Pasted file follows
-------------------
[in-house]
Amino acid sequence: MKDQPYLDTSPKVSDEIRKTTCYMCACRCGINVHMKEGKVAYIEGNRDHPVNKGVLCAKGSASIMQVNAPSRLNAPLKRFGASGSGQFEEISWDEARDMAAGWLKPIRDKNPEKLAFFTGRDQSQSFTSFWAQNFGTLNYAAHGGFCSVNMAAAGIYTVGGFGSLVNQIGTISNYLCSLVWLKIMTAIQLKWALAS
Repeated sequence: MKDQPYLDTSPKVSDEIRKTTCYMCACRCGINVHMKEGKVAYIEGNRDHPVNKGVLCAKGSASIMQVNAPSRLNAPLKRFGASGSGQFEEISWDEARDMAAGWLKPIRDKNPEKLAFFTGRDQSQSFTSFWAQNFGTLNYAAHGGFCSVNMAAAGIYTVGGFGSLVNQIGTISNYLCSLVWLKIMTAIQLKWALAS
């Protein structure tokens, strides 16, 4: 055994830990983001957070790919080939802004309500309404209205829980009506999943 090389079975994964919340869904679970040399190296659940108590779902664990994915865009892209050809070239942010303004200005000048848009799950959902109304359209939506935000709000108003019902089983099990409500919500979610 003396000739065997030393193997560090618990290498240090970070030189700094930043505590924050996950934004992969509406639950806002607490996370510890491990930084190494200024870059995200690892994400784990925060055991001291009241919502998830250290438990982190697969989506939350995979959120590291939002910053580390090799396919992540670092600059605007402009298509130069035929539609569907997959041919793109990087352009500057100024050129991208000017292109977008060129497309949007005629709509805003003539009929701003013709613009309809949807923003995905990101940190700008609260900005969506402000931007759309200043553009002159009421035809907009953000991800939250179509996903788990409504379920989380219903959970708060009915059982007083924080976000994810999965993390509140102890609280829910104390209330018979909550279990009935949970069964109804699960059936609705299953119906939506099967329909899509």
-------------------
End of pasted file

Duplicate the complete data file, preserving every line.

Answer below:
[in-house]
Amino acid sequence: MKDQPYLDTSPKVSDEIRKTTCYMCACRCGINVHMKEGKVAYIEGNRDHPVNKGVLCAKGSASIMQVNAPSRLNAPLKRFGASGSGQFEEISWDEARDMAAGWLKPIRDKNPEKLAFFTGRDQSQSFTSFWAQNFGTLNYAAHGGFCSVNMAAAGIYTVGGFGSLVNQIGTISNYLCSLVWLKIMTAIQLKWALAS
Repeated sequence: MKDQPYLDTSPKVSDEIRKTTCYMCACRCGINVHMKEGKVAYIEGNRDHPVNKGVLCAKGSASIMQVNAPSRLNAPLKRFGASGSGQFEEISWDEARDMAAGWLKPIRDKNPEKLAFFTGRDQSQSFTSFWAQNFGTLNYAAHGGFCSVNMAAAGIYTVGGFGSLVNQIGTISNYLCSLVWLKIMTAIQLKWALAS
């Protein structure tokens, strides 16, 4: 055994830990983001957070790919080939802004309500309404209205829980009506999943 090389079975994964919340869904679970040399190296659940108590779902664990994915865009892209050809070239942010303004200005000048848009799950959902109304359209939506935000709000108003019902089983099990409500919500979610 003396000739065997030393193997560090618990290498240090970070030189700094930043505590924050996950934004992969509406639950806002607490996370510890491990930084190494200024870059995200690892994400784990925060055991001291009241919502998830250290438990982190697969989506939350995979959120590291939002910053580390090799396919992540670092600059605007402009298509130069035929539609569907997959041919793109990087352009500057100024050129991208000017292109977008060129497309949007005629709509805003003539009929701003013709613009309809949807923003995905990101940190700008609260900005969506402000931007759309200043553009002159009421035809907009953000991800939250179509996903788990409504379920989380219903959970708060009915059982007083924080976000994810999965993390509140102890609280829910104390209330018979909550279990009935949970069964109804699960059936609705299953119906939506099967329909899509």